Ultra-processed food consumption among US adults from 2001 to 2018

The current findings highlight the high consumption of ultra-processed foods in all parts of the US population and demonstrate that intake has continuously increased in the majority of the population in the past 2 decades.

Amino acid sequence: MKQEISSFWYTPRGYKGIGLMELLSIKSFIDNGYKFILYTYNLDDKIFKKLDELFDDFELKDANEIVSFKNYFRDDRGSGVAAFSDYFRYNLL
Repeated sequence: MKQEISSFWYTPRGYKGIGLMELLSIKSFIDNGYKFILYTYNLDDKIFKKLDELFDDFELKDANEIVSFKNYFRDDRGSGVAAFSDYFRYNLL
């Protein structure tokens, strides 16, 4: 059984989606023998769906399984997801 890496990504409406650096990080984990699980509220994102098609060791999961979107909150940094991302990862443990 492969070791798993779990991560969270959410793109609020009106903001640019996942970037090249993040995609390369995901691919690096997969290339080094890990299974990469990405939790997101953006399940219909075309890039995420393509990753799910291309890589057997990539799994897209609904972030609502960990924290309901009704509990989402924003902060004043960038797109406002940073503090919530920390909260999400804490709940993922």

Adjusting for changes in population characteristics, the consumption of ultra-processed foods increased among all US adults from 2001–2002 to 2017–2018 (from 53.5 to 57.0 %kcal; P-trend < 0.001). The trend was consistent among all sociodemographic subgroups, except Hispanics, in stratified analyses. In contrast, the consumption of minimally processed foods decreased significantly over the study period (from 32.7 to 27.4 %kcal; P-trend < 0.001) and across all sociodemographic strata. The consumption of processed culinary ingredients increased from 3.9 to 5.4 %kcal (P-trend < 0.001), whereas the intake of processed foods remained stable at ∼10 %kcal throughout the study period (P-trend = 0.052).


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